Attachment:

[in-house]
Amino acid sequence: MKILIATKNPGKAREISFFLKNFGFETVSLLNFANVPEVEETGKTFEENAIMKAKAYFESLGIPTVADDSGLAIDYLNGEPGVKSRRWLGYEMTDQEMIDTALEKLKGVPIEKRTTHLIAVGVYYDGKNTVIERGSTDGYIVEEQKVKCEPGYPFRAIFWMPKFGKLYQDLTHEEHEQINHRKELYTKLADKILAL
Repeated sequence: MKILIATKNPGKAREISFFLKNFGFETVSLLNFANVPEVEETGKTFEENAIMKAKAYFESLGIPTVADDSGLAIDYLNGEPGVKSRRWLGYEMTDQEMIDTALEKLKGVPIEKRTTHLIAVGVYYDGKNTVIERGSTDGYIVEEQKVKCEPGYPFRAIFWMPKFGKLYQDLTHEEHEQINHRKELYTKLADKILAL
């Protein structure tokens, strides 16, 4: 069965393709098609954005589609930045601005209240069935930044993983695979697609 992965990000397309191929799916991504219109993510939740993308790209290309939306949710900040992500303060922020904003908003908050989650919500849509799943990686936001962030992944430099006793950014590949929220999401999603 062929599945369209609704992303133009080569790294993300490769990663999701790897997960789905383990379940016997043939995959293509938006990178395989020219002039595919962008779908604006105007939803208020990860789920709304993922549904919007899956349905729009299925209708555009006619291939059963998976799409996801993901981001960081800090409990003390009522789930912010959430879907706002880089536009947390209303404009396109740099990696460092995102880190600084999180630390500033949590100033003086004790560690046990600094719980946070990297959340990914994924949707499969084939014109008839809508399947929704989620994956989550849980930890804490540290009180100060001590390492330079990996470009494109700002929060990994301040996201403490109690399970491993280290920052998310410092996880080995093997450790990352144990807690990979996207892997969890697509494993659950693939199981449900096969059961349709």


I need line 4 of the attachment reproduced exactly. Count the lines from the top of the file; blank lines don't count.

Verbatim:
């Protein structure tokens, strides 16, 4: 069965393709098609954005589609930045601005209240069935930044993983695979697609 992965990000397309191929799916991504219109993510939740993308790209290309939306949710900040992500303060922020904003908003908050989650919500849509799943990686936001962030992944430099006793950014590949929220999401999603 062929599945369209609704992303133009080569790294993300490769990663999701790897997960789905383990379940016997043939995959293509938006990178395989020219002039595919962008779908604006105007939803208020990860789920709304993922549904919007899956349905729009299925209708555009006619291939059963998976799409996801993901981001960081800090409990003390009522789930912010959430879907706002880089536009947390209303404009396109740099990696460092995102880190600084999180630390500033949590100033003086004790560690046990600094719980946070990297959340990914994924949707499969084939014109008839809508399947929704989620994956989550849980930890804490540290009180100060001590390492330079990996470009494109700002929060990994301040996201403490109690399970491993280290920052998310410092996880080995093997450790990352144990807690990979996207892997969890697509494993659950693939199981449900096969059961349709």